ICSP connection required for xbee shield?

the xbee shield has a 6 pin header on it for the 6 icsp pins on the arduino 2009. is the connection necessary for the xbee shield to properly work? or is it just there for stabilization purposes?

Unfortunately, the xbee shield gets its power from the ICSP connector instead of the power connector. So yes, it’s required… (It also propagates the reset signal to the on-board button, which is less important these days, except for downloading code via Xbee (did that ever work?))

If you have (say) one of the Arduino Serial Single Sided designs that doesn’t have the ICSP connector in the normal place, you can probably get an Xbee shield to work by routing power through wires connected to the appropriate places, but it won’t be pretty.

I was actually going to use the liquidware extender shield… but thanks for the heads up :wink:

The X-Bee shield really could benefit from a redesign. Why does it have this strange form factor and does not allow to stack anything else on top of it?

I was just thinking about taking ladyada’s xbee breakout design, and modifying it for a simple xbee shield for the 2009… what do you think?

What I would really love to have is a “proto shield” that includes the required spacing and circuity to directly mount an xbee module on it. Like the old x-bee shield, but instead of cutting of unused board part, leave some room to put your own circuits on it. Plus of course, make it stackable such that I can add further other shields on top (in my case: I would like to put the S65 shield from Watterott on top to have a display - not only useful for debugging, but also for my final application).

Jezuz, you’re saying that (in very babarian modes) I could remove the icsp connector from xbee shield and where I see (in xbee shield board) the labels “5V” and “GND”, next to where icsp connector, I could be soldering 2 wires and connect these in the arduino 5v and Gnd side connector?

I’m trying to use an LCD with xbee, but it seems that xbee shield stoles all power from arduino and I can badly see what the display prints.
is that so?

Thanks!!
Btp~

but it seems that xbee shield stoles all power from arduino

No. The xbee uses very little current. It is also a 3.3 V device, so be careful where you apply power to it from.

I had my own PCB’s made that have a xbee on them. One reason that the libelium shield is not stack-able is that the xbee, with it’s antenna, needs to be on top.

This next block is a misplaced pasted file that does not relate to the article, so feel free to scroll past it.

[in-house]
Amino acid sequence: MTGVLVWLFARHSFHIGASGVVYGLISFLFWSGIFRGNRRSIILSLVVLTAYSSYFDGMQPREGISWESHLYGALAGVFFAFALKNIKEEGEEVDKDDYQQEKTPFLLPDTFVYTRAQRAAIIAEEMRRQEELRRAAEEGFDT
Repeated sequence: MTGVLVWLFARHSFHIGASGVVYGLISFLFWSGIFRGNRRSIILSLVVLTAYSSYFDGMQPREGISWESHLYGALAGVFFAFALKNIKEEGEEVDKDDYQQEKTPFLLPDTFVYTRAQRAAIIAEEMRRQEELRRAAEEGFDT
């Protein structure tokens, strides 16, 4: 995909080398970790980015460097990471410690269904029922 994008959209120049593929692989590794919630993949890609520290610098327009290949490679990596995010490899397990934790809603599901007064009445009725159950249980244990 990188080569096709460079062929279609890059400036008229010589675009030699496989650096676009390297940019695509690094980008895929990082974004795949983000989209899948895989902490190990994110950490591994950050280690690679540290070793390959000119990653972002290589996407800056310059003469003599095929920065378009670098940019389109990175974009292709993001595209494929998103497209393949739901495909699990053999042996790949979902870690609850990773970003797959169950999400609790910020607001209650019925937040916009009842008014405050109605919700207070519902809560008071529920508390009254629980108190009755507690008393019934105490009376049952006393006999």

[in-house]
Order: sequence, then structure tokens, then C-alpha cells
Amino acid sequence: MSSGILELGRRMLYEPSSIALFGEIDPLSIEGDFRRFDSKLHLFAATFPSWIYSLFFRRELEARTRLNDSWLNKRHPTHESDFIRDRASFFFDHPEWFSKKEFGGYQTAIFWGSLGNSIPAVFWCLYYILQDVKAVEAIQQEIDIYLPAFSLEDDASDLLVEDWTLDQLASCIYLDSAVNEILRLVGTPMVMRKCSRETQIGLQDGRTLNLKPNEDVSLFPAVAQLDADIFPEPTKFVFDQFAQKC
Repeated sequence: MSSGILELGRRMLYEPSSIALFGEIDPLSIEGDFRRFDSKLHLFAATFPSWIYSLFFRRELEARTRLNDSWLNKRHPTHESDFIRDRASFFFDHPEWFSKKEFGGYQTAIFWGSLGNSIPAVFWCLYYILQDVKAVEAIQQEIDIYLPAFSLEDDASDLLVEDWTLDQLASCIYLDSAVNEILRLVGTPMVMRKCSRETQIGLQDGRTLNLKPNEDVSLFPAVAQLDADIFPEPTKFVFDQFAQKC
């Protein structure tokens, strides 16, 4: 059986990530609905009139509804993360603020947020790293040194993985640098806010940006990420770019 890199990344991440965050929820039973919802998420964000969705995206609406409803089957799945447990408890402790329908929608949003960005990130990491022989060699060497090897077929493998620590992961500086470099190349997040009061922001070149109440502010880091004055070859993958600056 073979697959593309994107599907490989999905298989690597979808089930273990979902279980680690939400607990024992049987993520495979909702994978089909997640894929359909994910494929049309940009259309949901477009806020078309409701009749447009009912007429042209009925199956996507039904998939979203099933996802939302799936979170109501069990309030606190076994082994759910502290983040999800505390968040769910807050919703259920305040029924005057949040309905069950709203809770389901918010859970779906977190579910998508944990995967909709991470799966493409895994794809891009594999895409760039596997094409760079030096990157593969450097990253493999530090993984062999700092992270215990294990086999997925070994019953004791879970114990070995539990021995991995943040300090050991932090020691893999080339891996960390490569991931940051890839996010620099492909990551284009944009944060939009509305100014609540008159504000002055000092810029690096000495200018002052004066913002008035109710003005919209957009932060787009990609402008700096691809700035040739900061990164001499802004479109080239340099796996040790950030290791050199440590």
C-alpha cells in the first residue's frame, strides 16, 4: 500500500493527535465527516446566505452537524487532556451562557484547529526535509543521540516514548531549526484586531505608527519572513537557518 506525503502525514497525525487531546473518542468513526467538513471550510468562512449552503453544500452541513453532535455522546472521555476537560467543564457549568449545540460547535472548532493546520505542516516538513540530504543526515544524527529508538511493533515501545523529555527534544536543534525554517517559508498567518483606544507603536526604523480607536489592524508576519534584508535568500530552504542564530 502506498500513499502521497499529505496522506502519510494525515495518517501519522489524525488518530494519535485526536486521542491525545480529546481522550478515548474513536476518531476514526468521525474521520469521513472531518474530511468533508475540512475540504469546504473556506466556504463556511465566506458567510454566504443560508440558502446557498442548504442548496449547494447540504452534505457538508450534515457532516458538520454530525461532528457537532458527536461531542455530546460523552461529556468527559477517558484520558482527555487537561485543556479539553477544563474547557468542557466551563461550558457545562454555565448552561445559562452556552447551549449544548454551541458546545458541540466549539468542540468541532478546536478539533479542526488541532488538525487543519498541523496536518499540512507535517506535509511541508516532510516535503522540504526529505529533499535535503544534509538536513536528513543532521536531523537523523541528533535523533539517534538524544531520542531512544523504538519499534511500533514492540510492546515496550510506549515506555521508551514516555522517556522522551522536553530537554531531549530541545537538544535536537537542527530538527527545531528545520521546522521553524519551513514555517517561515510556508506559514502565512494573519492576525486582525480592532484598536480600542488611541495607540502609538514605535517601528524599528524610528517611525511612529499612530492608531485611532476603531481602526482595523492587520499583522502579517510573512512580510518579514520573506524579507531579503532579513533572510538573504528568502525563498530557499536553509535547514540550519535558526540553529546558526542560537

I thought once Xbee modules uses 3.3 v, the xbee shield would transform 5v into 3.3v in the whole circuit… that’s why lcd wouldnt display boldly.
Is that it? I’m trying plug an 16x2 lcd (not on top) with xbee shield but without displaying it properly…

The xbee uses 3.3V, and the shield does convert the 5V from the Arduino to the 3.3V that the xbee needs.

You were talking about bypassing the xbee shield connection to the Arduino, and I want ted make sure that you didn’t bypass the onboard regulator (that drops 5V to 3.3V), too.

Way to bring a thread back from the dead, guys. lol.

Jezuz, you’re saying that (in very babarian modes) I could remove the icsp connector from xbee shield and where I see (in xbee shield board) the labels “5V” and “GND”, next to where icsp connector, I could be soldering 2 wires and connect these in the arduino 5v and Gnd side connector?

Yes, you sure can.

The xbee uses very little current.

Depending on which Xbee module you’re using, it can draw up to 265mA while transmitting, and they all use about 50mA while receiving. The 50mA figure is about the same as the whole arduino board, and the 265mA is … not what I’d call low-power at all! In either case, this is too much to be provided by the 3.3V regulator present on modern arduinos, and the arduino shields all contain a regulator that takes 5V from the arduino and converts to 3.3V.

Hmmm. I’ve not had any issues, yet, running my xbee off the Arduino’s 3.3V power.

I’m looking at the schematic for the Arduino. http://arduino.cc/en/uploads/Main/arduino-duemilanove-schematic.pdf I don’t see where the 3.3V comes from. I’d like to understand that, if you can help.

I may want to re-design my PCB.

The 3.3v comes from the FTDI chip itself.

BUT, the supposed max for the 3.3v pin is 50ma. I haven’t ran more on it personally… but I’ve read that a couple people have without problems. (I don’t suggest you try it, unless you don’t mind blowing an FTDI chip.)

http://arduino.cc/en/Main/ArduinoBoardDuemilanove

About halfway down.

I think it’s time for Version 1.1 of my PCB’s, then. I have some other changes to incorporate, anyway.

I did some looking that the Xbee shield schematic. A couple of comments:

  • The Xbee modules are depressingly large. It takes up about half the shield area all by itself.
  • Since the Xbee modules are modules mounted on top of the shield board, their height is going to interfere with stacking shields even if connector placement is “normal.”
  • the official board crams things pretty tightly.

This is a very very basic question about electronics, as basic as my knowlegde.

Arduino runs at 5v. Any incoming power (usb or a 9v battery) would be converted to 5v.
FTDI chips will use 3.3v so anywhere in the board 5v falls into 3.3v.

However, Arduino still outputs 5v. Which means that 3.3v and 5v coexist peacefully in the board.

Now, when a xbee shield is attached, all the circuit falls to 3.3v… (which makes me complaining that my lcd shows very badly).
I’m not in position to risk burning my xbee module testing directly wiring 5v to my xbee shields…hmm.

is there any way to have 5v to display my lcd while using a xbee? (now its a xbee shields but I’m waiting for my xbee explorer - http://www.sparkfun.com/commerce/product_info.php?products_id=9132)

Regards!
Btp~